“Men possessed of such knowledge and exercising such powers patiently toiled for something better than the vain glory of a passing fame. Seeking it not, they became immortal, as do all who labor for the good of the race, forgetful of mean self.
Illuminated with the light of eternal truth, these rich-poor alchemists fixed their attention upon the things that lie beyond the common ken, recognizing nothing inscrutable but the First Cause, and finding no question unsolvable.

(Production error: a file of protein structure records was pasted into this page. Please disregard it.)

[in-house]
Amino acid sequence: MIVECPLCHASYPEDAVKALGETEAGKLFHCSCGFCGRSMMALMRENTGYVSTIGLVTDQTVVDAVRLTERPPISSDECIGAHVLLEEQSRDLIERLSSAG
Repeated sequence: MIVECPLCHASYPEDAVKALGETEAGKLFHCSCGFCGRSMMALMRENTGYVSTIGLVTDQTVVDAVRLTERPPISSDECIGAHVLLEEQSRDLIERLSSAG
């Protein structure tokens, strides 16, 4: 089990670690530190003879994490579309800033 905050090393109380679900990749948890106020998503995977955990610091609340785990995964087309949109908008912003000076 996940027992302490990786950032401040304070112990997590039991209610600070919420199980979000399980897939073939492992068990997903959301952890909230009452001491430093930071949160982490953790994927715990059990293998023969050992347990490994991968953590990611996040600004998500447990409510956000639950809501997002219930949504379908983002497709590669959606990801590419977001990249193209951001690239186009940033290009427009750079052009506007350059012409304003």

To dare, to know, to will, and REMAIN SILENT, was their constant rule; to be beneficent, unselfish, and unpretending, were, with them, spontaneous impulses.
Disdaining the rewards of petty traffic, spurning wealth, luxury, pomp, and worldly power, they aspired to knowledge as the most satisfying of all acquisitions. They esteemed poverty, hunger, toil, and the evil report of men, as none too great a price to pay for its achievement.
They, who might have lain on downy, velvet-covered beds, suffered themselves to die in hospitals and by the wayside, rather than debase their souls and allow the profane cupidity of those who tempted them to triumph over their sacred vows.”
H. P. Blavatsky